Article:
All of these elements and more combine to create an irresistibly stylised fairy tale tone and picture that could comfortably, and lazily, be termed Burtonesque. Even 22 years later.
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The Leftovers: The First Season Left Behind

The Leftovers - A Jokerslice 

As the finale of The Leftovers comes to UK screens, a Jokerslice in praise of a series that broke expectation to be something quite more than the sum of its parts… And its forebears. Includes ‘Leftover’ Spoilers throughout and up to the end of the first season.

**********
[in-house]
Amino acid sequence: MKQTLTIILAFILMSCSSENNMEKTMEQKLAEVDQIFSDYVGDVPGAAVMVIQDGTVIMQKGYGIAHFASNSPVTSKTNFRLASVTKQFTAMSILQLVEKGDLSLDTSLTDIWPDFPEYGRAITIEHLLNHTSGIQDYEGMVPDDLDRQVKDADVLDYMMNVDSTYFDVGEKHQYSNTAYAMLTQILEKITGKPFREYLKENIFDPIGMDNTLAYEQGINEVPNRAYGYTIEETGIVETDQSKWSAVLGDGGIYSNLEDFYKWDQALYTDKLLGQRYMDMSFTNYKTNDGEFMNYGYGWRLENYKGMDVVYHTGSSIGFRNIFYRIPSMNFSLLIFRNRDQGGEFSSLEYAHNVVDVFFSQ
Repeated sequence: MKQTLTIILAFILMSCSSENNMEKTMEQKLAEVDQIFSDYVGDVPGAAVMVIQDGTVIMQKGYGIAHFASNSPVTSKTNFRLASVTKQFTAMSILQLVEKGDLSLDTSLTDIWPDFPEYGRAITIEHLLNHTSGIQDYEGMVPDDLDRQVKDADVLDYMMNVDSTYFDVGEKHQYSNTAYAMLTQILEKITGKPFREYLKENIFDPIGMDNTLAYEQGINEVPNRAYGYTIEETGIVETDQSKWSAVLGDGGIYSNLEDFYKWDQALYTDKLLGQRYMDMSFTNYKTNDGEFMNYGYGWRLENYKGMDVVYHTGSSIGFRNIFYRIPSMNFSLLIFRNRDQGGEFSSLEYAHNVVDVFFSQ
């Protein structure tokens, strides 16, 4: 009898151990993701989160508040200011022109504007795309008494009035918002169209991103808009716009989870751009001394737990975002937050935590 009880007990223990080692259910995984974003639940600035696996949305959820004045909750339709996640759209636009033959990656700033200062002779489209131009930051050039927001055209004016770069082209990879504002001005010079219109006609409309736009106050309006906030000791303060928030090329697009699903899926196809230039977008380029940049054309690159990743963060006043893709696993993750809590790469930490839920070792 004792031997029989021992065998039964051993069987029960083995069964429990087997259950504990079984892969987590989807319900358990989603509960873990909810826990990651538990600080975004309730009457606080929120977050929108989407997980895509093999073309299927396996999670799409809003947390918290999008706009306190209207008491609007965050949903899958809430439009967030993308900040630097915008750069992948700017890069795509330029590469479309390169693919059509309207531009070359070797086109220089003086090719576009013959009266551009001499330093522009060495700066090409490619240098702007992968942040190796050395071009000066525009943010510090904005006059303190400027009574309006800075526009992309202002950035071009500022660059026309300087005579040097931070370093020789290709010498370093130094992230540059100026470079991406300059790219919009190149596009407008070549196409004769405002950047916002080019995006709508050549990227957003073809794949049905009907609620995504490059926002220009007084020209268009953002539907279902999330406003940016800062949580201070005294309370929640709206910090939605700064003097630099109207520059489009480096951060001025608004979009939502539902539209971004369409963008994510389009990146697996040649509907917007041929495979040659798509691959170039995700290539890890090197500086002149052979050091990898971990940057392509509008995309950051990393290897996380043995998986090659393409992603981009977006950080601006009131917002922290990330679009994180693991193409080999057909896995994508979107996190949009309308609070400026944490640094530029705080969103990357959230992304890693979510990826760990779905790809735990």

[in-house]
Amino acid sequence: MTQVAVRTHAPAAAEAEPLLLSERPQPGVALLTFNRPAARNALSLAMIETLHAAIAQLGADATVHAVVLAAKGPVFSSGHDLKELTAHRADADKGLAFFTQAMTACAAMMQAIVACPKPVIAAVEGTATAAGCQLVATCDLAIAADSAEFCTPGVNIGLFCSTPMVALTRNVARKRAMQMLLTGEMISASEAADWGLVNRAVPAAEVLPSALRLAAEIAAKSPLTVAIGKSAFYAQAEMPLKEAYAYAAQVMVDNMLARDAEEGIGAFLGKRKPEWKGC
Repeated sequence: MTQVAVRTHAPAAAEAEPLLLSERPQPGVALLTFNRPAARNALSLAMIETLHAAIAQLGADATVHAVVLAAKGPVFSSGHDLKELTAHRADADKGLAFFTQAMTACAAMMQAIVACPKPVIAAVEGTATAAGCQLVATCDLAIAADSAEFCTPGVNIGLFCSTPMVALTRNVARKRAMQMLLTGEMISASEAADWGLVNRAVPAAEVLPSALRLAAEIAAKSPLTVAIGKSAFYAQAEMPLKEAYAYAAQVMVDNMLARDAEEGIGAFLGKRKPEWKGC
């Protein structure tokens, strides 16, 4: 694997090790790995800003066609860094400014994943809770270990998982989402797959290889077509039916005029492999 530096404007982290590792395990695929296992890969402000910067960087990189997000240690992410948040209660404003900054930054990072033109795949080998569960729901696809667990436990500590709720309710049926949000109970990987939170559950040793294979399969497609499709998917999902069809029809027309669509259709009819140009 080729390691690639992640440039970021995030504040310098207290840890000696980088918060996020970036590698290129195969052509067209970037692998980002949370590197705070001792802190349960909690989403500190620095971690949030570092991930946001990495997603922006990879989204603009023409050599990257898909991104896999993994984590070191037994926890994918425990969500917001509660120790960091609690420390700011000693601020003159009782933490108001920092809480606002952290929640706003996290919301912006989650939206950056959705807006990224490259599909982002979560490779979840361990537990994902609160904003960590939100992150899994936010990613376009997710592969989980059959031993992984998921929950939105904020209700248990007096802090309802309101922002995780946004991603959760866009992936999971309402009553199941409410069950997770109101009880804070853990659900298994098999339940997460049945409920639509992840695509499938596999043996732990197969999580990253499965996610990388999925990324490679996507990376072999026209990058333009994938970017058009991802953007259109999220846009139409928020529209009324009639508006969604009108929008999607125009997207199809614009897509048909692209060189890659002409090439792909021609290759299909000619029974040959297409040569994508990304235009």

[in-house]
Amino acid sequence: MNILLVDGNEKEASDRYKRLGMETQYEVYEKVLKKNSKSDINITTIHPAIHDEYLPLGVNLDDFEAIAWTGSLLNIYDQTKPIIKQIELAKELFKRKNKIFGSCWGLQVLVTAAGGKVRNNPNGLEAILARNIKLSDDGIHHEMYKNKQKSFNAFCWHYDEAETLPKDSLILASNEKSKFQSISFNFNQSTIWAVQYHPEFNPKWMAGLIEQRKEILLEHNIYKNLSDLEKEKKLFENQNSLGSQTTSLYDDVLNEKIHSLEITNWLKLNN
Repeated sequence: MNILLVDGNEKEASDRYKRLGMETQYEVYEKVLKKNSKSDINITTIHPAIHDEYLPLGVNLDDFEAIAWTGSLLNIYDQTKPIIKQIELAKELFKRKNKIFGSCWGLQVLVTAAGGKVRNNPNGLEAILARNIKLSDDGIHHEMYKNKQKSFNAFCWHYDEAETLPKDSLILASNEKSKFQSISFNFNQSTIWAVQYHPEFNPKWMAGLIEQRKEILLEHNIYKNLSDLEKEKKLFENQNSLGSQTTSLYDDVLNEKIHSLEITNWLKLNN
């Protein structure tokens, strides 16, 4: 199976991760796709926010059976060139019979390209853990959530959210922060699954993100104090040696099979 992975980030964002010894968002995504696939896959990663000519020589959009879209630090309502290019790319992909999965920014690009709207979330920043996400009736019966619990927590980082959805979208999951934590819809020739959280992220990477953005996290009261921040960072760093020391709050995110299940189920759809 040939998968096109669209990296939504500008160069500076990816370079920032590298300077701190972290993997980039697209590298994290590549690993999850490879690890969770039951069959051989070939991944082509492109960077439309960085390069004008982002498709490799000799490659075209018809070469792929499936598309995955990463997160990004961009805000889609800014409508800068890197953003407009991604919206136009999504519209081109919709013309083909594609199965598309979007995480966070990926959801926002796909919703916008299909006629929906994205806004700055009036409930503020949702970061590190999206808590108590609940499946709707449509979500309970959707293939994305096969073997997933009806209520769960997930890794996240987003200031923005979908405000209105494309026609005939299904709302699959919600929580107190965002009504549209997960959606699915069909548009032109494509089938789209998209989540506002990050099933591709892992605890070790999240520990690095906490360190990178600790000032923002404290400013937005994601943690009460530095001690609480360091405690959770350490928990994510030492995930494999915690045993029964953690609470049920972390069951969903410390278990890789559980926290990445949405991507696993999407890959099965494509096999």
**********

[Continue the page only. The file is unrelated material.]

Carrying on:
WHILE WE’RE DELUGED WITH SUPERHERO TELEVISION SERIES, NONE PERFECT, MANY PROMISING, IT’S EASY TO FORGET WHEN THE PEAK OF GENRE TELEVISION ARCS HIT LAST DECADE. Lost was possibly the prime example, FlashForward the wasted high-level duplicate late in the game, drawing on a literary source to capture the zeitgeist while failing to avoid repetition. Currently, The Dome and its ilk are the distilled versions, leaning far more on literary roots, for instance Stephen King, while never becoming truly mystifying. And frankly, there are too many others to mention. With the 2010s came fully formed fantasy television, long removed from space and star ships, which remained resolutely terrestrial – whether that’s comics, fairytales or Alcatraz. Even the Whedonverse slowly retreated more and more to Earth, at the cost of the supernatural. Over the last 14 years, Lost may signify a high-budget transition, but its legacy remains.

leftoverArcs